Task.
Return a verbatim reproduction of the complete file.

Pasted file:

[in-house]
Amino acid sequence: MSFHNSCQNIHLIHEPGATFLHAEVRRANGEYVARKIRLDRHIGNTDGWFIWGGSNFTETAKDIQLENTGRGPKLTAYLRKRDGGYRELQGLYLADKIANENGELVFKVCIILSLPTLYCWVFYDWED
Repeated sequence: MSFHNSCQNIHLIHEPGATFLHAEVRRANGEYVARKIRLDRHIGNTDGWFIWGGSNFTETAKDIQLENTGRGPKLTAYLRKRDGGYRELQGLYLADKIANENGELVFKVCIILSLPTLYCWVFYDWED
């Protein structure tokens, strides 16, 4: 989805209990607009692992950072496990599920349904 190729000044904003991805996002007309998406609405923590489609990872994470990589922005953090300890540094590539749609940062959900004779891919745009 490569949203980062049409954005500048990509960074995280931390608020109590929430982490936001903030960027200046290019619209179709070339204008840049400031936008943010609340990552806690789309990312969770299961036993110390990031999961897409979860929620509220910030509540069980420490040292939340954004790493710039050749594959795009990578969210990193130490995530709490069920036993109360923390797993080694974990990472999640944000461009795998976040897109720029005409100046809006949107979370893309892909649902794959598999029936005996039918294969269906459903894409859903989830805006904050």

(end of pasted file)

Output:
[in-house]
Amino acid sequence: MSFHNSCQNIHLIHEPGATFLHAEVRRANGEYVARKIRLDRHIGNTDGWFIWGGSNFTETAKDIQLENTGRGPKLTAYLRKRDGGYRELQGLYLADKIANENGELVFKVCIILSLPTLYCWVFYDWED
Repeated sequence: MSFHNSCQNIHLIHEPGATFLHAEVRRANGEYVARKIRLDRHIGNTDGWFIWGGSNFTETAKDIQLENTGRGPKLTAYLRKRDGGYRELQGLYLADKIANENGELVFKVCIILSLPTLYCWVFYDWED
């Protein structure tokens, strides 16, 4: 989805209990607009692992950072496990599920349904 190729000044904003991805996002007309998406609405923590489609990872994470990589922005953090300890540094590539749609940062959900004779891919745009 490569949203980062049409954005500048990509960074995280931390608020109590929430982490936001903030960027200046290019619209179709070339204008840049400031936008943010609340990552806690789309990312969770299961036993110390990031999961897409979860929620509220910030509540069980420490040292939340954004790493710039050749594959795009990578969210990193130490995530709490069920036993109360923390797993080694974990990472999640944000461009795998976040897109720029005409100046809006949107979370893309892909649902794959598999029936005996039918294969269906459903894409859903989830805006904050």